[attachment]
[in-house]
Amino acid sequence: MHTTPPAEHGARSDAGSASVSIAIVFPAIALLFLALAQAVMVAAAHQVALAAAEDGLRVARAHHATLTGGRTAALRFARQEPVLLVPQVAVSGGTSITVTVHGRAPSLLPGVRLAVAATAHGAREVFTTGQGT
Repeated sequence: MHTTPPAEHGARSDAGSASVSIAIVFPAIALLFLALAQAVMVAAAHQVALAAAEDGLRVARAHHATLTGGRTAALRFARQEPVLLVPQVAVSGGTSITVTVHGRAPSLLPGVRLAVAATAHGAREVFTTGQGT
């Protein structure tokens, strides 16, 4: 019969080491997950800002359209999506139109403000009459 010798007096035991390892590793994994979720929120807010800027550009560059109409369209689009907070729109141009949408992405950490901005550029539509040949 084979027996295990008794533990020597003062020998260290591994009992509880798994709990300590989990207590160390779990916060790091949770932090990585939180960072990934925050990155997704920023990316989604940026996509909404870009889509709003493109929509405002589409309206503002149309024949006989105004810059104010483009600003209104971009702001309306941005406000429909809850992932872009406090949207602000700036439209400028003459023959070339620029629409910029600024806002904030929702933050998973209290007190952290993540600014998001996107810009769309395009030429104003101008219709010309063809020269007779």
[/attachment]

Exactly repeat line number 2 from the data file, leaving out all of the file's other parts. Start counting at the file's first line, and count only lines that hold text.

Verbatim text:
Amino acid sequence: MHTTPPAEHGARSDAGSASVSIAIVFPAIALLFLALAQAVMVAAAHQVALAAAEDGLRVARAHHATLTGGRTAALRFARQEPVLLVPQVAVSGGTSITVTVHGRAPSLLPGVRLAVAATAHGAREVFTTGQGT